Understanding Dropout Data

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Cautions

  1. The definition of dropout changed in 1998-99.
  2. Dropout counting criteria were made more explicit in 2003-04 with the implementation of the Individual Student Enrollment System (ISES).
  3. Dropout rates are calculated in a new way beginning in 2003-04.
  4. 2003-04 was a year of transition to a new dropout data collection, ISES, and as a result:
    • ISES data for certain districts and schools may not be comprehensive.
    • It was not possible to collect summer dropout data for 2003-04 in ISES so these data were collected separately and may be incomplete.
    • Increases or decreases in counts from 2002-03 to 2003-04 or 2003-04 to 2004-05 may not reflect increases or decreases in actual dropouts due to changes in the way counting criteria are applied.

How is dropout defined?

Beginning with 1998-99, a dropout for the reported school term is a student who was enrolled in school at some time during that school term, was not enrolled at the beginning of the next school term (third Friday in September), has not completed high school, and does not meet any of the following exclusionary conditions: transfer to another public school district, private school, or state- or district-approved educational program; temporary absence due to expulsion, suspension or school-approved illness; death. Students who completed the reported school term but who did not return as expected for the next school term are counted as dropouts for the next school term.

Prior to 1998-99, a dropout for the reported school term is a student not attending school and who should be, and who hasn't received a diploma or been granted a diploma for completion of a state- or district-approved educational program. A student is not considered a dropout if he or she meets one of the following exclusions: transfer, excused absence, imprisonment, hospitalization, or death.

Dropouts are reported as annual events for grades seven through 12 and are often used to track annual changes in dropout behavior. A dropout in any given school year may or may not re-enter school in a later school year.

How did implementation of the Individual Student Enrollment System (ISES) affect counting of dropouts?

Criteria for counting dropouts were made more explicit with the implementation of ISES reducing differences in local interpretation of the dropout definition. ISES is designed to document student movements into and out of the PK-12 educational system. Data about student movements is used by ISES to determine if a student is a dropout or not. In ISES, dropouts are counted based primarily on the Wisconsin Student Locator System (WSLS) enrollment records, ISES exit types, and ISES completed school term indicators.

Before ISES, dropouts were counted locally, often manually, based on relatively ambiguous and more limited counting criteria. Two examples: (1) ISES counts summer dropouts for the school term when they fail to enroll but until 2003-04 certain districts counted summer dropouts for the school term when they were last enrolled and (2) ISES does not count students for any reporting purpose who reached age 21 prior to the beginning of the reported school term but until 2003-04 this criterion was often left unstated and some districts continued to include these students in their counts.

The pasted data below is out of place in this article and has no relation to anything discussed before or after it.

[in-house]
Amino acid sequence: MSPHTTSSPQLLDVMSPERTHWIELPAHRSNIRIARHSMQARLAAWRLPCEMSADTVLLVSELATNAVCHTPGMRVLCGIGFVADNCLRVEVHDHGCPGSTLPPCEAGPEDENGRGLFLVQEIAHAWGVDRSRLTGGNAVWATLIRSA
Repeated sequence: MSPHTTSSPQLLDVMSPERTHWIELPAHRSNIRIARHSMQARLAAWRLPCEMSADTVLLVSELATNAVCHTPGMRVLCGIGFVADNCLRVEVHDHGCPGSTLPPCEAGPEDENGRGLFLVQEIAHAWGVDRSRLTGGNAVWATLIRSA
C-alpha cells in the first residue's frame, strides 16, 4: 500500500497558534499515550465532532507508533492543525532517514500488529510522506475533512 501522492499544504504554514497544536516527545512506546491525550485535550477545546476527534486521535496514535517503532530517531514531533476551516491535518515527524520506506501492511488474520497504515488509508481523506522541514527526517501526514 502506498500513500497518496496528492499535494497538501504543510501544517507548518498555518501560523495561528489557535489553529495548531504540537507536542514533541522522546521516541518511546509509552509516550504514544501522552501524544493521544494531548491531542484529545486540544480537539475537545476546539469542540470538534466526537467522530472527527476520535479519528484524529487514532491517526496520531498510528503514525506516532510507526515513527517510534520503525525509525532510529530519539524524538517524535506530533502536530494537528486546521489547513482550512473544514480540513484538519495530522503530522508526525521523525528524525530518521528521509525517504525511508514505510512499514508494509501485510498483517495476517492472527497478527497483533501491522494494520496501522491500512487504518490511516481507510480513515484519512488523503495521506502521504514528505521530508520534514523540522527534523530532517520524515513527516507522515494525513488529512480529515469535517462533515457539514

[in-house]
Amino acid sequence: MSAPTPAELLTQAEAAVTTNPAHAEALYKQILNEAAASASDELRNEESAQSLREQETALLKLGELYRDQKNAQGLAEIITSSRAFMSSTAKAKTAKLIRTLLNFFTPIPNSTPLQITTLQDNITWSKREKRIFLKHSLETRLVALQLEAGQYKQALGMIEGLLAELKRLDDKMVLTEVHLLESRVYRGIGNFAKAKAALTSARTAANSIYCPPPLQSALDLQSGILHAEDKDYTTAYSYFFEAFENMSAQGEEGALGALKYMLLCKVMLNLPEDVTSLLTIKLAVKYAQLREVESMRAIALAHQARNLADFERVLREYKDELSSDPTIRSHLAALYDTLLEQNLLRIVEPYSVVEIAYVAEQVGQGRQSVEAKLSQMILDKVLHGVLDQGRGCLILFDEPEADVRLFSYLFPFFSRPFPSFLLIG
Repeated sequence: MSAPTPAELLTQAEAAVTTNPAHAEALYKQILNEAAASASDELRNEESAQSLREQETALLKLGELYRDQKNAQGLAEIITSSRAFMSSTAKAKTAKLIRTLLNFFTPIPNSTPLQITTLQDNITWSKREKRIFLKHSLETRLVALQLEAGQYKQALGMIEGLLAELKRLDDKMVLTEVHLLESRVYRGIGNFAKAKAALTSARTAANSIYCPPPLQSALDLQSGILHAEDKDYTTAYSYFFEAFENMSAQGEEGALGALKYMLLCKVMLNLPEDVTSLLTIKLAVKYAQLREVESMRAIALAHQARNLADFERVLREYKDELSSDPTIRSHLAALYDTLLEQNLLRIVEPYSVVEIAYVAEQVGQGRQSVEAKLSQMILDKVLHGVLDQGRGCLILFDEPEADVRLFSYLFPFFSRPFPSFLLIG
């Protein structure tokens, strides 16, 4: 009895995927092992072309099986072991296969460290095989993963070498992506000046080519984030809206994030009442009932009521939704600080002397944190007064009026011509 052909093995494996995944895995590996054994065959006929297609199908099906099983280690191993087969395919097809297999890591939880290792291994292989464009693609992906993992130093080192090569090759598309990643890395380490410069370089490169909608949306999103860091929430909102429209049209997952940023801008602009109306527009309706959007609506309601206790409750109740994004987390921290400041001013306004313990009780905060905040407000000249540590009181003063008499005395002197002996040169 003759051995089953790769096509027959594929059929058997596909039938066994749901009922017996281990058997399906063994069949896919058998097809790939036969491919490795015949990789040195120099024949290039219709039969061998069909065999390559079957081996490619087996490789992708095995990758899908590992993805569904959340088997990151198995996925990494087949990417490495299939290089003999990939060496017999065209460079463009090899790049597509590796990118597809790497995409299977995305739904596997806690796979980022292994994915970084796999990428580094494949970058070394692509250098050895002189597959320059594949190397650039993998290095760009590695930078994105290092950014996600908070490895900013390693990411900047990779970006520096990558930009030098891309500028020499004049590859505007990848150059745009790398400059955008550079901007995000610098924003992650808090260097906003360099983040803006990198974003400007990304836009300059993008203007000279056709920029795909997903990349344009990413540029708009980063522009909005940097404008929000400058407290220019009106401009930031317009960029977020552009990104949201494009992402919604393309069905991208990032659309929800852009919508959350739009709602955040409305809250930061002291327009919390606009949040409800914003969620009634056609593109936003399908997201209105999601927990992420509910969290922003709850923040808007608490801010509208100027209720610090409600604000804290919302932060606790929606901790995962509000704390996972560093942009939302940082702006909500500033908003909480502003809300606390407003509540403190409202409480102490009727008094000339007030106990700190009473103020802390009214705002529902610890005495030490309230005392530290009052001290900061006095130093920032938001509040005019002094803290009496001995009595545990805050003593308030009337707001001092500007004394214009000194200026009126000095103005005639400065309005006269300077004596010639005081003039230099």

How is the dropout rate calculated?

Beginning with 2003-04, the dropout rate is the number of students who dropped out during the school term divided by the total expected to complete the school term in that school or district. The "total expected to complete the school term" may be more or less than the fall enrollment count because this "total" adjusts for student transfers in and out after the fall enrollment count date.

"Total expected to complete the school term" is the denominator used to calculate all dropout rates and is the sum of

Prior to 2003-04, the dropout rate is the number of dropouts divided by the number of students enrolled on the fall enrollment count date.

Dropout rates calculated as described above are sometimes called "annual event dropout rates" and are used to track annual changes in dropout behavior. These rates are sometimes confused with "status dropout rates" which look at percentage of individuals in a given age range who are not in school and have not completed high school. Status dropout rates are used to study general population issues.

What are the sources of WINSS dropout data?

Beginning with 2004-05, dropouts and dropout rates are based on data collected by the Individual Student Enrollment System (ISES). Total enrollment is also based on ISES beginning in 2004-05 and is provided for comparison purposes only (no longer used in calculating dropout rates beginning with 2003-04).

For 2003-04, dropout data came from ISES and a separate one-time aggregate collection of 2003-04 summer dropout counts.

Prior to 2003-04, dropout counts were based on the School Performance Report aggregate collection. Dropout rates used "Total enrollment" by gender, race/ethnicity, and grade from the PI 1290 fall enrollment collection. "Total enrollment" by disability status for 2002-03 and 2003-04 is based on the PI 2197 Federal Student Data Collection (AKA December 1 Child Count) and the PI 1290.

Dropout rates are publicly reported annually as part of the School District Performance Report (SDPR). More detailed data about this and other topics are available through WISEdash and WINSS Data Analysis.

Where can I find more information?


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